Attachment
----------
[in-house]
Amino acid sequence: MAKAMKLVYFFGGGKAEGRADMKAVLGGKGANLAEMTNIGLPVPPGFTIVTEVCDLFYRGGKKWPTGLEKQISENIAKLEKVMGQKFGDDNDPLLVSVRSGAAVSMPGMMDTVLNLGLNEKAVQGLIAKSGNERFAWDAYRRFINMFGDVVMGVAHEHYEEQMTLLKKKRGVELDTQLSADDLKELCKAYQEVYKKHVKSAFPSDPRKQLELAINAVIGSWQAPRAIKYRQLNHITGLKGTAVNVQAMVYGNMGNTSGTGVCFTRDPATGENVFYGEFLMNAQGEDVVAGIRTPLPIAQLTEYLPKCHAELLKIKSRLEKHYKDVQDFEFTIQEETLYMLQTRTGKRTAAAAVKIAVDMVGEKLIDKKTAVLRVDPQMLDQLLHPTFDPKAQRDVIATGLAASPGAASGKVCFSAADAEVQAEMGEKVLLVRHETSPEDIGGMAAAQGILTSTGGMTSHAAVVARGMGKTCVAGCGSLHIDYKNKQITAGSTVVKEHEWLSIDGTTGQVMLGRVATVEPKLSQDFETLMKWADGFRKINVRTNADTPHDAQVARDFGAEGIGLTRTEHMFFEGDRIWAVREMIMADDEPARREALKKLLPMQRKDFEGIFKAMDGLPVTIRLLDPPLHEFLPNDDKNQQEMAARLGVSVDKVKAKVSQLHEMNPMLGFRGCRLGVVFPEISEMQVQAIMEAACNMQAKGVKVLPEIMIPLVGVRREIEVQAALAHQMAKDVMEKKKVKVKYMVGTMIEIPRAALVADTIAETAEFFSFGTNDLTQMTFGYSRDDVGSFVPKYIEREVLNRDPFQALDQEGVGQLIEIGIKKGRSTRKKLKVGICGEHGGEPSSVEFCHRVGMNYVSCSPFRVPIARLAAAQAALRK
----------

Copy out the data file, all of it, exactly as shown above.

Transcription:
[in-house]
Amino acid sequence: MAKAMKLVYFFGGGKAEGRADMKAVLGGKGANLAEMTNIGLPVPPGFTIVTEVCDLFYRGGKKWPTGLEKQISENIAKLEKVMGQKFGDDNDPLLVSVRSGAAVSMPGMMDTVLNLGLNEKAVQGLIAKSGNERFAWDAYRRFINMFGDVVMGVAHEHYEEQMTLLKKKRGVELDTQLSADDLKELCKAYQEVYKKHVKSAFPSDPRKQLELAINAVIGSWQAPRAIKYRQLNHITGLKGTAVNVQAMVYGNMGNTSGTGVCFTRDPATGENVFYGEFLMNAQGEDVVAGIRTPLPIAQLTEYLPKCHAELLKIKSRLEKHYKDVQDFEFTIQEETLYMLQTRTGKRTAAAAVKIAVDMVGEKLIDKKTAVLRVDPQMLDQLLHPTFDPKAQRDVIATGLAASPGAASGKVCFSAADAEVQAEMGEKVLLVRHETSPEDIGGMAAAQGILTSTGGMTSHAAVVARGMGKTCVAGCGSLHIDYKNKQITAGSTVVKEHEWLSIDGTTGQVMLGRVATVEPKLSQDFETLMKWADGFRKINVRTNADTPHDAQVARDFGAEGIGLTRTEHMFFEGDRIWAVREMIMADDEPARREALKKLLPMQRKDFEGIFKAMDGLPVTIRLLDPPLHEFLPNDDKNQQEMAARLGVSVDKVKAKVSQLHEMNPMLGFRGCRLGVVFPEISEMQVQAIMEAACNMQAKGVKVLPEIMIPLVGVRREIEVQAALAHQMAKDVMEKKKVKVKYMVGTMIEIPRAALVADTIAETAEFFSFGTNDLTQMTFGYSRDDVGSFVPKYIEREVLNRDPFQALDQEGVGQLIEIGIKKGRSTRKKLKVGICGEHGGEPSSVEFCHRVGMNYVSCSPFRVPIARLAAAQAALRK